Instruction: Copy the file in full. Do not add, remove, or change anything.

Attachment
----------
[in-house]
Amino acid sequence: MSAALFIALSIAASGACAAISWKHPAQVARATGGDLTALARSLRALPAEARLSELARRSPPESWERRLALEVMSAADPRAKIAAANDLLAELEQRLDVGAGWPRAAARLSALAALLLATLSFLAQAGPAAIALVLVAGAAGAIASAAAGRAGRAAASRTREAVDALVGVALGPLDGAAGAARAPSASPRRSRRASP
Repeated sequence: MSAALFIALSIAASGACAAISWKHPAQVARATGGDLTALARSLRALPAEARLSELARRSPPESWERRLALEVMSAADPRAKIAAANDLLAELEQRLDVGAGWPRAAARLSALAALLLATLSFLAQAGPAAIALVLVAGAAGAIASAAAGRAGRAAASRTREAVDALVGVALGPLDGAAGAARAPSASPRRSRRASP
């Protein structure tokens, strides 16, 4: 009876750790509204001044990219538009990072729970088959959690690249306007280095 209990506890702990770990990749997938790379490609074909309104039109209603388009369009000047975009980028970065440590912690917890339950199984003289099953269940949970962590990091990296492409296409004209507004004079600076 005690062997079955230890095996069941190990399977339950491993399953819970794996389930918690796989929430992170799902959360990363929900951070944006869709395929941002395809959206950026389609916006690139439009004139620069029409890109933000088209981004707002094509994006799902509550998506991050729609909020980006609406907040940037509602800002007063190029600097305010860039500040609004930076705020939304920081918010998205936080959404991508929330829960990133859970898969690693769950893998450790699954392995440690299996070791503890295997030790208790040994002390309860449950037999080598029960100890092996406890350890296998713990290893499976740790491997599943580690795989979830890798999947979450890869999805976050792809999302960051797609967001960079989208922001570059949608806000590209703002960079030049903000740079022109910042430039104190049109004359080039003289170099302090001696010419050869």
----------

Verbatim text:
[in-house]
Amino acid sequence: MSAALFIALSIAASGACAAISWKHPAQVARATGGDLTALARSLRALPAEARLSELARRSPPESWERRLALEVMSAADPRAKIAAANDLLAELEQRLDVGAGWPRAAARLSALAALLLATLSFLAQAGPAAIALVLVAGAAGAIASAAAGRAGRAAASRTREAVDALVGVALGPLDGAAGAARAPSASPRRSRRASP
Repeated sequence: MSAALFIALSIAASGACAAISWKHPAQVARATGGDLTALARSLRALPAEARLSELARRSPPESWERRLALEVMSAADPRAKIAAANDLLAELEQRLDVGAGWPRAAARLSALAALLLATLSFLAQAGPAAIALVLVAGAAGAIASAAAGRAGRAAASRTREAVDALVGVALGPLDGAAGAARAPSASPRRSRRASP
């Protein structure tokens, strides 16, 4: 009876750790509204001044990219538009990072729970088959959690690249306007280095 209990506890702990770990990749997938790379490609074909309104039109209603388009369009000047975009980028970065440590912690917890339950199984003289099953269940949970962590990091990296492409296409004209507004004079600076 005690062997079955230890095996069941190990399977339950491993399953819970794996389930918690796989929430992170799902959360990363929900951070944006869709395929941002395809959206950026389609916006690139439009004139620069029409890109933000088209981004707002094509994006799902509550998506991050729609909020980006609406907040940037509602800002007063190029600097305010860039500040609004930076705020939304920081918010998205936080959404991508929330829960990133859970898969690693769950893998450790699954392995440690299996070791503890295997030790208790040994002390309860449950037999080598029960100890092996406890350890296998713990290893499976740790491997599943580690795989979830890798999947979450890869999805976050792809999302960051797609967001960079989208922001570059949608806000590209703002960079030049903000740079022109910042430039104190049109004359080039003289170099302090001696010419050869």